Introduction to Macro Economics – Nature, Scope, Importance & More

The term ‘Macro’ has been derived from a Greek word ‘Macros’ meaning ‘large’. Thus, Macro Economics is the study and analysis of an economy as a whole.

Macro Economics involves the study of:

  • the behaviour of an economic system as a whole
  • aggregates and averages covering the entire economy
  • behaviour of large aggregators such as:
  • Total Employment
  • National Product
  • National Income
  • Price-Levels etc.

Macro Economics deals with problems such as:

  • Unemployment in the country
  • Inflation/Deflation
  • Economic Growth
  • International Trade
  • National Output
  • National Expenditure
  • Level of Savings & Investment

Scope of Macro Economics:

The scope of Macro Economics lies in the study of analysis of the following:

  • Theory of Employment
  • Income Theory
  • Theory of Price level
  • Theory of Growth
  • Distribution Theory
  • Theory of National Income

Nature/Characteristics of Macro Economics:

  • It is a study of national aggregates
  • It studies economic growth
  • It ignores individual differences between aggregates

Importance of Macro Economics:

  • It helps to understand working of the whole economy
  • It helps in formulation of economic policies
  • It studies and analyses growth and development in an economy
  • It helps in development of micro-economic theories

Difference between Micro Economics and Macro Economics

  Micro Economics Macro Economics
Meaning It studies individual units of an economy It studies the economy as a whole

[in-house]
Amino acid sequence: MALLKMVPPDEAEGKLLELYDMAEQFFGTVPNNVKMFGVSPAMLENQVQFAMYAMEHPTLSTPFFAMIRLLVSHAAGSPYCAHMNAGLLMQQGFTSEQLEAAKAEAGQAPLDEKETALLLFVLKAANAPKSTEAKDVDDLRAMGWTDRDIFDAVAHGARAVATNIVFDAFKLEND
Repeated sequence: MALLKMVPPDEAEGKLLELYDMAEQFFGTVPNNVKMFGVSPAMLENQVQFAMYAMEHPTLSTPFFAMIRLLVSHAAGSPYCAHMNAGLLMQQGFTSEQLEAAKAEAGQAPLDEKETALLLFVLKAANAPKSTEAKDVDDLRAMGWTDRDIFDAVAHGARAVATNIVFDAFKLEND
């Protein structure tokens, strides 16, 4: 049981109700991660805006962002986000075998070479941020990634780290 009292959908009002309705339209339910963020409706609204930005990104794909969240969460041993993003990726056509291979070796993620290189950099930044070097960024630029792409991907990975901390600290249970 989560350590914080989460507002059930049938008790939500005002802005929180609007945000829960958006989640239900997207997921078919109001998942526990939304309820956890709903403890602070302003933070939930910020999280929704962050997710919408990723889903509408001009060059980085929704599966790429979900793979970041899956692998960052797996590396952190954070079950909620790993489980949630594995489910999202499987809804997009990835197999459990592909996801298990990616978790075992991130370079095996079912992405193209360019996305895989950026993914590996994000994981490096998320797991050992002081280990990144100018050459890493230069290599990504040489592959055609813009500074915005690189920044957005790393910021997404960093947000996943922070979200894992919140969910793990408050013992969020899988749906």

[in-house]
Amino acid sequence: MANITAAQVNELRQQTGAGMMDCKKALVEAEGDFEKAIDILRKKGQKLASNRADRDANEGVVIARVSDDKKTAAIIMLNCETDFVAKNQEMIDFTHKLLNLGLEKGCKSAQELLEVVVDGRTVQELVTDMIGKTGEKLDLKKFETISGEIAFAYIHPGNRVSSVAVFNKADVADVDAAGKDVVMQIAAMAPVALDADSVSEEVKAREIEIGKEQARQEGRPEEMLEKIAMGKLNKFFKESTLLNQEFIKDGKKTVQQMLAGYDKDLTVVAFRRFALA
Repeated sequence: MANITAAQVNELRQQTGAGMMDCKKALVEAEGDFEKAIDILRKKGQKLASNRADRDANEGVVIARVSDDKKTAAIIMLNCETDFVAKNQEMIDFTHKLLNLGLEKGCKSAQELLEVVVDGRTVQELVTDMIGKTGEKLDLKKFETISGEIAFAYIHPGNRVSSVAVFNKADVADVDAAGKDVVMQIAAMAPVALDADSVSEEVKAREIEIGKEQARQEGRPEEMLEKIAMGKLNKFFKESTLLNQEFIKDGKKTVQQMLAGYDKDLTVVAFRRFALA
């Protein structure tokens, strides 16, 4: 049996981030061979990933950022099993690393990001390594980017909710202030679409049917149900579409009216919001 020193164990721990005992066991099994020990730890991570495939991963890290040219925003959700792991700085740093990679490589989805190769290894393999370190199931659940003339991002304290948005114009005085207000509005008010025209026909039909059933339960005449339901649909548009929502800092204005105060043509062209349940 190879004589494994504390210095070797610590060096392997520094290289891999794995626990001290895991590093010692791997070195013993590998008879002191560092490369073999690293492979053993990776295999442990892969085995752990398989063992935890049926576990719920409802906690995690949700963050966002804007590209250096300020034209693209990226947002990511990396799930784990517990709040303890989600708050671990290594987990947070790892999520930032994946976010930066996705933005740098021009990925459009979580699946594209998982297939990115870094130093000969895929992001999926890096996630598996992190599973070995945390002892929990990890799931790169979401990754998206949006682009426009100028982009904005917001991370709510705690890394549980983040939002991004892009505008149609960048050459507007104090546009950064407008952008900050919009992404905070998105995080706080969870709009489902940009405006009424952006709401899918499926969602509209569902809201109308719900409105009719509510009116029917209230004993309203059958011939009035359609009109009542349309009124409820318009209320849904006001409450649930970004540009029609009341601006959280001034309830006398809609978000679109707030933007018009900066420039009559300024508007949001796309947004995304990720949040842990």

Field of Study It studies individual economic units such as: a consumer, a firm, a household, an industry, a commodity etc. It studies national aggregates such as: national income, national output, general price level, level of employment etc.
Problems It deals with micro problems such as determination of: price of a commodity, a factor of production, satisfaction of a consumer etc. It deals with problems at a macro level like problems of employment, trade cycles, international trade, economic growth etc.
Nature It is based on disaggregation of units It is based on aggregation of units
  It considers individual differences between different units It does not consider individual differences between aggregates
Objectives Maximize Utility Full Employment
  Maximize Profits Price Stability
  Minimize Costs Economic Growth
    Favourable Balance of Payment situation
Methodology Static Analysis i.e.

Does not explain the time element

Equilibrium conditions are measured at a particular period.

Dynamic Analysis i.e. It is based on time lags, rates of change, past and expected values of variables

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